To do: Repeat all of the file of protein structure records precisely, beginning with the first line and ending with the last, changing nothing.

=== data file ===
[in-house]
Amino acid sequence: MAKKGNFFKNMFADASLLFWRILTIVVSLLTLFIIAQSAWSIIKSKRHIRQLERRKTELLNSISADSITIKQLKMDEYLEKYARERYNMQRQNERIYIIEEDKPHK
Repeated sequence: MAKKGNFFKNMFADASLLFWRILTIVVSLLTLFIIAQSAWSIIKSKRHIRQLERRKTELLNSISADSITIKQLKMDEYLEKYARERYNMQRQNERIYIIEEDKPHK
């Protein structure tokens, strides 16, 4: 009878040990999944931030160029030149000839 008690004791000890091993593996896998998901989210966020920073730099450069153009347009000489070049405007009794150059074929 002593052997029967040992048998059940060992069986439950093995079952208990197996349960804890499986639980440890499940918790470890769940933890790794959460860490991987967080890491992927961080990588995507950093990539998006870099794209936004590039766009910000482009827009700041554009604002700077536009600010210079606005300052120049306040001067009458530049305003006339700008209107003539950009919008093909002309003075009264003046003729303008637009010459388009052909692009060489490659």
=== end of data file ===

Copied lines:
[in-house]
Amino acid sequence: MAKKGNFFKNMFADASLLFWRILTIVVSLLTLFIIAQSAWSIIKSKRHIRQLERRKTELLNSISADSITIKQLKMDEYLEKYARERYNMQRQNERIYIIEEDKPHK
Repeated sequence: MAKKGNFFKNMFADASLLFWRILTIVVSLLTLFIIAQSAWSIIKSKRHIRQLERRKTELLNSISADSITIKQLKMDEYLEKYARERYNMQRQNERIYIIEEDKPHK
């Protein structure tokens, strides 16, 4: 009878040990999944931030160029030149000839 008690004791000890091993593996896998998901989210966020920073730099450069153009347009000489070049405007009794150059074929 002593052997029967040992048998059940060992069986439950093995079952208990197996349960804890499986639980440890499940918790470890769940933890790794959460860490991987967080890491992927961080990588995507950093990539998006870099794209936004590039766009910000482009827009700041554009604002700077536009600010210079606005300052120049306040001067009458530049305003006339700008209107003539950009919008093909002309003075009264003046003729303008637009010459388009052909692009060489490659």